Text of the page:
The Lakers have now lost six games in a row and, according to ESPN's Arash Markazi, dropped 12 games in a single month for the first time since 1964.
Matched up against the league's No. 28-ranked offense, the Lakers allowed the Bobcats to walk all over their ragged defense. Charlotte scored 31 points in both the first and second quarters, which set the tone for a wire-to-wire thrashing.
On a night when the Lakers allowed the Bobcats to shoot 52 percent from the field, the Purple and Gold countered by knocking down 30 percent of their looks, including 23 percent of their threes.
"They just weren't ready to play, for whatever reason," head coach Mike D'Antoni said of his troops, according to Bleacher Report's Kevin Ding.
Pau Gasol, Center
No surprise here: Gasol was the center of all things offense for the Lakers against the Bobcats and operated as the focal point to the tune of 24 points (9-of-17 shooting) as well as nine rebounds, two assists and two blocks.
And by scoring 24 points, Gasol has now dropped at least 20 points in 10 consecutive games dating back to Jan. 14.
Early returns from Gasol were promising, as the Spaniard scored 12 first-half points on 5-of-8 shooting and was one of two Lakers players to finish the opening 24 minutes in double figures, but that was as good as things would get.
Defending the extremely efficient Jefferson was a whole different story entirely.
Despite moderate success against Charlotte's center early, the story quickly changed as the Bobcats tortured the Lakers down low from start to finish, scoring 34 points in the paint in the first half and 64 overall.
It's a familiar trope, but Gasol simply can't match his efforts on the offensive end with comparable ones on the other half of the floor.
Nick Young, Sixth Man
Nick Young entered Friday night having shot worse than 50 percent from the field in his previous five games while scoring fewer than 20 points in his past four contests.
The good news was that Young rediscovered a small, small bit of the scoring touch that has made him a viable Sixth Man of the Year candidate by racking up 21 points in 36 minutes.
However, Young wasn't able to score the ball efficiently whatsoever after going ice cold in the second half. He shot 36 percent from the field and 29 percent from three while getting to the free-throw line four times.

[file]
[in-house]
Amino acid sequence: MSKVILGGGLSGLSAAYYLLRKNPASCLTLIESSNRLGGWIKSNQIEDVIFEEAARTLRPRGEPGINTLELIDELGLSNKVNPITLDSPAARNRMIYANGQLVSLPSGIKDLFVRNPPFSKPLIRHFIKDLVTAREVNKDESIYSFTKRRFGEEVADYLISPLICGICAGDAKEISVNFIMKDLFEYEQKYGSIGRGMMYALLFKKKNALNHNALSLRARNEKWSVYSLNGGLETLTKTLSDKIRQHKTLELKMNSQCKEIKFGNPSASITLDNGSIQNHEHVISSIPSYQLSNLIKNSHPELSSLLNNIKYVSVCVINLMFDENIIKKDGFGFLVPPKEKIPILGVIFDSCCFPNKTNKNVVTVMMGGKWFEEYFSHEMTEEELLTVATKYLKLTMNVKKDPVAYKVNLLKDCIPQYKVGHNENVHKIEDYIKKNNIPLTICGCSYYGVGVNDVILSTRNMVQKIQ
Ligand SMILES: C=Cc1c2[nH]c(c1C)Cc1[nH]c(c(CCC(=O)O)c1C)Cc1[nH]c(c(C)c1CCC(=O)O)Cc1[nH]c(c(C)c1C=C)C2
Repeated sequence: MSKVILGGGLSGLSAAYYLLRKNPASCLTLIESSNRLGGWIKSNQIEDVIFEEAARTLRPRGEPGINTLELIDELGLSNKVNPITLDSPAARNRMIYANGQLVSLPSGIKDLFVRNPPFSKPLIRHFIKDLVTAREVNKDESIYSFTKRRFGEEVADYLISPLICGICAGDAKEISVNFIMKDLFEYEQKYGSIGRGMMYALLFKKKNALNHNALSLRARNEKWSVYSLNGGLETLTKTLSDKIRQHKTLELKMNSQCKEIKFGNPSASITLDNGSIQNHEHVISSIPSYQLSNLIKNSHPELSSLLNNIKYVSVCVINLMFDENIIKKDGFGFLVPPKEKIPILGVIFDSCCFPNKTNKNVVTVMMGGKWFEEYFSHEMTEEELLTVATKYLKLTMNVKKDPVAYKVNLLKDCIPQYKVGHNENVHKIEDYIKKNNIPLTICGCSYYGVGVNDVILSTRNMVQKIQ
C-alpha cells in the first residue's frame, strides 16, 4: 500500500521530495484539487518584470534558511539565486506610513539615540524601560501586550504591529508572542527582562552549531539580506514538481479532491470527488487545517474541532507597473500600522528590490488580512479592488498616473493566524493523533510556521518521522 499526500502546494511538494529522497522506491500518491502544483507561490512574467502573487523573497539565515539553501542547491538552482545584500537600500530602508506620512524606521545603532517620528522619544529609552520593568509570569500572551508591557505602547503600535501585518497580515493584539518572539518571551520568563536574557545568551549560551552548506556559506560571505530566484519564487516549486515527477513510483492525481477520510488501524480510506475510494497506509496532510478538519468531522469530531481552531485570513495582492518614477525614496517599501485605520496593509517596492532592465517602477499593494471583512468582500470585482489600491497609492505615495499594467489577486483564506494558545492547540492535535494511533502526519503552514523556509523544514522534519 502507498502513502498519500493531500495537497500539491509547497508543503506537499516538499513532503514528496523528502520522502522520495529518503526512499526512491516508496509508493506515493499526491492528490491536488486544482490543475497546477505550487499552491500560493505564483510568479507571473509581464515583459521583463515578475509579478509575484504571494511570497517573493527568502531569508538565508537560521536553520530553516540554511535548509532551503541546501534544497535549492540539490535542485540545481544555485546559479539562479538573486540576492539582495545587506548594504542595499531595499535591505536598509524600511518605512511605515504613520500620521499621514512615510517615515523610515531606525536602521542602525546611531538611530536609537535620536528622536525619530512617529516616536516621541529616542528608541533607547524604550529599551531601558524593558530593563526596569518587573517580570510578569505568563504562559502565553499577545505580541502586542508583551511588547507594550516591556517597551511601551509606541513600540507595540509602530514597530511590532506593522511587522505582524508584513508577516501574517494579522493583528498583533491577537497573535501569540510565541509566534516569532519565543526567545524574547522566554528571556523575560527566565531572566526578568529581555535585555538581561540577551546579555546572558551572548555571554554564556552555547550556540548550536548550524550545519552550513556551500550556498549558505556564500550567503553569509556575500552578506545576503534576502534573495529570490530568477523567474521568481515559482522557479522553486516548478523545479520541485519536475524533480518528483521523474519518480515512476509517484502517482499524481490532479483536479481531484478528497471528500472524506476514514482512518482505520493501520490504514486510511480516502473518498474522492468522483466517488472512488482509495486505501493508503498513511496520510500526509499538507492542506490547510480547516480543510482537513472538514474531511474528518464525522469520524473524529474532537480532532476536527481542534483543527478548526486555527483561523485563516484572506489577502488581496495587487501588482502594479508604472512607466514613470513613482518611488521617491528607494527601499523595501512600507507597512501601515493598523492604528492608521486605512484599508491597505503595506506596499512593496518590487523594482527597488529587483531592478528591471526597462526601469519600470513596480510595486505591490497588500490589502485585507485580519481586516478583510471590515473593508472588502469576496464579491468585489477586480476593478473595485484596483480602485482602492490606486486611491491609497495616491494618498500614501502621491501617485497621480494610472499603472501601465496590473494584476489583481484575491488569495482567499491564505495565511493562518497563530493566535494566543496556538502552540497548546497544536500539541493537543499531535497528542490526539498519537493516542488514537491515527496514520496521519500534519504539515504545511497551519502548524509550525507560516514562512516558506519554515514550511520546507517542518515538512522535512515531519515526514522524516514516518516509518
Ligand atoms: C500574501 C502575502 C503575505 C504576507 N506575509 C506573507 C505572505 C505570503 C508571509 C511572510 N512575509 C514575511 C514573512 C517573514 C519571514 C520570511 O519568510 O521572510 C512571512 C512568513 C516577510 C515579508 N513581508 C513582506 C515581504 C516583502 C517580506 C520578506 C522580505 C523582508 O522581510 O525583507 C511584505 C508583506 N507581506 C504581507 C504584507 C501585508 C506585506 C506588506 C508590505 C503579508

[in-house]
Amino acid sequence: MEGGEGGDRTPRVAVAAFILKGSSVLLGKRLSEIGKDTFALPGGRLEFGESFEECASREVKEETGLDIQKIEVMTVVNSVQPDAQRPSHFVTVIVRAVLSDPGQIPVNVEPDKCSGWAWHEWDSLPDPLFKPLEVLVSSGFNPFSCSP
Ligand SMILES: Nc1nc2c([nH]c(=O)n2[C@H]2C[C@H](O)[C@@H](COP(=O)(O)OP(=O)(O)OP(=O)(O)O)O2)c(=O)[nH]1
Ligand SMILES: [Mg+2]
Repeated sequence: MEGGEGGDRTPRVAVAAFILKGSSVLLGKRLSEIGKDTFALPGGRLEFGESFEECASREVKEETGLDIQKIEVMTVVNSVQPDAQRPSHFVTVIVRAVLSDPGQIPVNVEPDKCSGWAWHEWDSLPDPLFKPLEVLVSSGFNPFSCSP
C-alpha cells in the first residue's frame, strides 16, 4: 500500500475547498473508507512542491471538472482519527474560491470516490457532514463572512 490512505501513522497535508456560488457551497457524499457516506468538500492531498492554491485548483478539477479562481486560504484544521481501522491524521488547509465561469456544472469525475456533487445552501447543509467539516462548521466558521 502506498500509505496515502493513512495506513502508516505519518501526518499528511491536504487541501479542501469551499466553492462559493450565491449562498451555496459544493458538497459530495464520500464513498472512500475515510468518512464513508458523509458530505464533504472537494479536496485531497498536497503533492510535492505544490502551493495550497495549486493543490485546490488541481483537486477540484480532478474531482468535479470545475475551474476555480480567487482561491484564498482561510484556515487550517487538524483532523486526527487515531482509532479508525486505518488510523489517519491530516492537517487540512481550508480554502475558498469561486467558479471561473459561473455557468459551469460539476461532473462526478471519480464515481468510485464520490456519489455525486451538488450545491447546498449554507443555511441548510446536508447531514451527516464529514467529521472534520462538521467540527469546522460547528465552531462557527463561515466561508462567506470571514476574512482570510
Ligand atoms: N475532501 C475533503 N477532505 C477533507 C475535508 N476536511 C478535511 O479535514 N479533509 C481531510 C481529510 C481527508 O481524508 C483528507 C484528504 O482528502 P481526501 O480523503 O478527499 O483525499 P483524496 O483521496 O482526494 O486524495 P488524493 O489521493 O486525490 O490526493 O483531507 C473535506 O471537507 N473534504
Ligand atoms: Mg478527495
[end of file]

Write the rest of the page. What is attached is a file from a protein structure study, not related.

Jodie Meeks, Shooting Guard
Prior to squaring off against the Bobcats, Jodie Meeks was averaging 18.9 points over 14 games in the month of January.
That productivity was somewhat sustained on a night when the Lakers' wings collectively struggled with their shots, as the three-point shootout hopeful totaled 19 points on 5-of-15 shooting (3-of-10 from three).
The real issue, though, was Meeks' inability to defend the stronger and more assertive Gerald Henderson, who seemingly found open looks easy to come by all night long. Henderson torched the Lakers by scoring 20 points on 9-of-19 shooting in the win.
With Meeks on the court, the Lakers were minus-17 on the evening.
Kendall Marshall, Point Guard
The NBA's leading three-point shooter prior to the loss, Kendall Marshall didn't have a particularly eventful outing on the offensive end, scoring 10 points on 5-of-11 shooting (0-of-3 from three) while dishing out a team-high 12 assists.
In fact, the more interesting takeaway from Marshall's effort on Friday was that D'Antoni sought to stick him on the Bobcats' least threatening offensive player, Michael Kidd-Gilchrist.
Marshall also surrendered nine points to Bobcats third-string point guard Jannero Pargo in the first half on a tidy 4-of-5 shooting.
Despite all of the positive passing and scoring numbers Marshall has contributed during his brief stint as the Lakers' starting point guard, the former North Carolina Tar Heel continues to fail L.A. on the defensive end, where he's a complete liability. There's been no evidence to suggest otherwise.
Unfortunately, even with Steve Nash and Steve Blake's returns on the horizon, according to the Orange County Register's Bill Oram, the Lakers are stuck without a reliable defensive stopper at the point.
Wesley Johnson, Small Forward
It was all downhill for Wesley Johnson after he drilled a 20-foot jumper 4:30 into the first quarter.
As Lakers fans have come to expect, Johnson didn't do anything to separate himself in the jump shooting department, hitting on one of his five attempts while scoring a meager three points and securing five rebounds. An air ball from beyond the arc was part of that uninspiring package, too.
Ryan Kelly, Power Forward
After scoring two points on 1-of-4 shooting in 15 first-half minutes, Ryan Kelly was benched in favor of Jordan Hill to open the second half in order to combat Charlotte's size.
While it didn't really make a difference who was logging minutes alongside Gasol (they were all equally inept on the defensive end), D'Antoni's lineup switch spoke to the lack of confidence he had in the second-round pick to match up with Josh McRoberts.
That said, Kelly was one of five Lakers to finish in double figures, dropping 13 points (4-of-10 shooting, 1-of-4 from three), including a four-point play in the third quarter. Those second-half buckets saved his night.
In the first quarter, L.A.'s reserve big men were in a world of hurt as they attempted to defend Jefferson in Gasol's stead. That didn't go so well.
Without getting too detailed, the Lakers' second unit—which averaged 41.2 points per game (No. 2 overall) entering Friday night—was a major disappointment.
Outside of Young, scoring was hard to come by, and all reserves not nicknamed Swaggy P combined to tally 10 points, led by six and five rebounds from Robert Sacre.
The Lakers will have three days off before traveling to the Midwest for a showdown with the Minnesota Timberwolves on Tuesday.